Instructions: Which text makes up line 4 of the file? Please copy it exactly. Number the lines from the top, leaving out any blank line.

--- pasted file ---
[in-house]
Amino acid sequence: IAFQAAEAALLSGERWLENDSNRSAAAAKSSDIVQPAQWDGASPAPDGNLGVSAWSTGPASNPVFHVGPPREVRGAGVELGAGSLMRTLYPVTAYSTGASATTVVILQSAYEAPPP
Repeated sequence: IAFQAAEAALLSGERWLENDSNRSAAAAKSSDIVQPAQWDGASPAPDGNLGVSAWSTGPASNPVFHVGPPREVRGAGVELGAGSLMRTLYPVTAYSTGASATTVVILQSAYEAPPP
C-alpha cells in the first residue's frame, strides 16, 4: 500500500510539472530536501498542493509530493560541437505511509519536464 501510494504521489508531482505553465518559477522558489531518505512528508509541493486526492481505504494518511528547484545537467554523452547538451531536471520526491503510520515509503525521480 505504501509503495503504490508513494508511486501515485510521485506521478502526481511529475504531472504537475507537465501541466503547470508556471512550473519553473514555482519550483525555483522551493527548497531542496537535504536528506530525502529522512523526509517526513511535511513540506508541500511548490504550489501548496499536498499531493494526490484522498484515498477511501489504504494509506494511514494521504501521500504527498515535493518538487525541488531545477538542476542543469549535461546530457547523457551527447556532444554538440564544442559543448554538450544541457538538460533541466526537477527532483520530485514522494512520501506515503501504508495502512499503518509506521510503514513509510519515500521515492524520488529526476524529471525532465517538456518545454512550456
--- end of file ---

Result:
C-alpha cells in the first residue's frame, strides 16, 4: 500500500510539472530536501498542493509530493560541437505511509519536464 501510494504521489508531482505553465518559477522558489531518505512528508509541493486526492481505504494518511528547484545537467554523452547538451531536471520526491503510520515509503525521480 505504501509503495503504490508513494508511486501515485510521485506521478502526481511529475504531472504537475507537465501541466503547470508556471512550473519553473514555482519550483525555483522551493527548497531542496537535504536528506530525502529522512523526509517526513511535511513540506508541500511548490504550489501548496499536498499531493494526490484522498484515498477511501489504504494509506494511514494521504501521500504527498515535493518538487525541488531545477538542476542543469549535461546530457547523457551527447556532444554538440564544442559543448554538450544541457538538460533541466526537477527532483520530485514522494512520501506515503501504508495502512499503518509506521510503514513509510519515500521515492524520488529526476524529471525532465517538456518545454512550456